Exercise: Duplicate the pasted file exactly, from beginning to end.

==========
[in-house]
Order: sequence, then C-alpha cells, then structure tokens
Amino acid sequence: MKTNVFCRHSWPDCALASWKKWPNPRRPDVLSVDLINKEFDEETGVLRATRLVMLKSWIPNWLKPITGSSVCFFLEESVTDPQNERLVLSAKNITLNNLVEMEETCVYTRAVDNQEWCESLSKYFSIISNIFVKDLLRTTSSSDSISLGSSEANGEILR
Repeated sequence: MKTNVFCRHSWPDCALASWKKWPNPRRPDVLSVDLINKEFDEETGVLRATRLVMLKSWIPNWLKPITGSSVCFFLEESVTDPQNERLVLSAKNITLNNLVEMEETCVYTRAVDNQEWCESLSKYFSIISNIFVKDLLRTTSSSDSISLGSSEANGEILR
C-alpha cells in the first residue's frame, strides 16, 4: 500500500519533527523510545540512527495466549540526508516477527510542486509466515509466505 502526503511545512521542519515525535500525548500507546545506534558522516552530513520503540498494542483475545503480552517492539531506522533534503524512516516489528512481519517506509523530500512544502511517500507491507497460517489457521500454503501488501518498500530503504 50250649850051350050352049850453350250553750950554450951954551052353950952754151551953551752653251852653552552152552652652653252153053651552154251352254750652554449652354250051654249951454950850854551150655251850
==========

[in-house]
Order: sequence, then C-alpha cells, then structure tokens
Amino acid sequence: MKTNVFCRHSWPDCALASWKKWPNPRRPDVLSVDLINKEFDEETGVLRATRLVMLKSWIPNWLKPITGSSVCFFLEESVTDPQNERLVLSAKNITLNNLVEMEETCVYTRAVDNQEWCESLSKYFSIISNIFVKDLLRTTSSSDSISLGSSEANGEILR
Repeated sequence: MKTNVFCRHSWPDCALASWKKWPNPRRPDVLSVDLINKEFDEETGVLRATRLVMLKSWIPNWLKPITGSSVCFFLEESVTDPQNERLVLSAKNITLNNLVEMEETCVYTRAVDNQEWCESLSKYFSIISNIFVKDLLRTTSSSDSISLGSSEANGEILR
C-alpha cells in the first residue's frame, strides 16, 4: 500500500519533527523510545540512527495466549540526508516477527510542486509466515509466505 502526503511545512521542519515525535500525548500507546545506534558522516552530513520503540498494542483475545503480552517492539531506522533534503524512516516489528512481519517506509523530500512544502511517500507491507497460517489457521500454503501488501518498500530503504 50250649850051350050352049850453350250553750950554450951954551052353950952754151551953551752653251852653552552152552652652653252153053651552154251352254750652554449652354250051654249951454950850854551150655251850